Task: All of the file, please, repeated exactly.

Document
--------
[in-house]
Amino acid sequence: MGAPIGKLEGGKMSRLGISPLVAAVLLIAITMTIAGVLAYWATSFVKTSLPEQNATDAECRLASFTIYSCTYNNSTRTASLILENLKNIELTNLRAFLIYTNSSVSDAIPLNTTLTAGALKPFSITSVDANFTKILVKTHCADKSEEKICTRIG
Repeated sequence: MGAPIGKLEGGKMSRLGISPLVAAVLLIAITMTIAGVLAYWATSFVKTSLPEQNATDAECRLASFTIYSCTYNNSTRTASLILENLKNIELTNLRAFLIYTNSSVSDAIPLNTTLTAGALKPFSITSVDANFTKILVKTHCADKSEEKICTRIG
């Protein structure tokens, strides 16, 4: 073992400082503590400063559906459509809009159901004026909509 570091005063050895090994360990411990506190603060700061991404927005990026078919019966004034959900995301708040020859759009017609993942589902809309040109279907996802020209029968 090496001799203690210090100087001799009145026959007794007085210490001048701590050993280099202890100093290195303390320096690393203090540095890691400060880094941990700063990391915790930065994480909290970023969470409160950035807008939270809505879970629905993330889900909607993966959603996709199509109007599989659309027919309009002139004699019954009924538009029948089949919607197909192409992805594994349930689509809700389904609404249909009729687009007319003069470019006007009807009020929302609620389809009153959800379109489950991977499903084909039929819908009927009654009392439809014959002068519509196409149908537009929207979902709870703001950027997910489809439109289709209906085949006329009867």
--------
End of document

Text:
[in-house]
Amino acid sequence: MGAPIGKLEGGKMSRLGISPLVAAVLLIAITMTIAGVLAYWATSFVKTSLPEQNATDAECRLASFTIYSCTYNNSTRTASLILENLKNIELTNLRAFLIYTNSSVSDAIPLNTTLTAGALKPFSITSVDANFTKILVKTHCADKSEEKICTRIG
Repeated sequence: MGAPIGKLEGGKMSRLGISPLVAAVLLIAITMTIAGVLAYWATSFVKTSLPEQNATDAECRLASFTIYSCTYNNSTRTASLILENLKNIELTNLRAFLIYTNSSVSDAIPLNTTLTAGALKPFSITSVDANFTKILVKTHCADKSEEKICTRIG
């Protein structure tokens, strides 16, 4: 073992400082503590400063559906459509809009159901004026909509 570091005063050895090994360990411990506190603060700061991404927005990026078919019966004034959900995301708040020859759009017609993942589902809309040109279907996802020209029968 090496001799203690210090100087001799009145026959007794007085210490001048701590050993280099202890100093290195303390320096690393203090540095890691400060880094941990700063990391915790930065994480909290970023969470409160950035807008939270809505879970629905993330889900909607993966959603996709199509109007599989659309027919309009002139004699019954009924538009029948089949919607197909192409992805594994349930689509809700389904609404249909009729687009007319003069470019006007009807009020929302609620389809009153959800379109489950991977499903084909039929819908009927009654009392439809014959002068519509196409149908537009929207979902709870703001950027997910489809439109289709209906085949006329009867």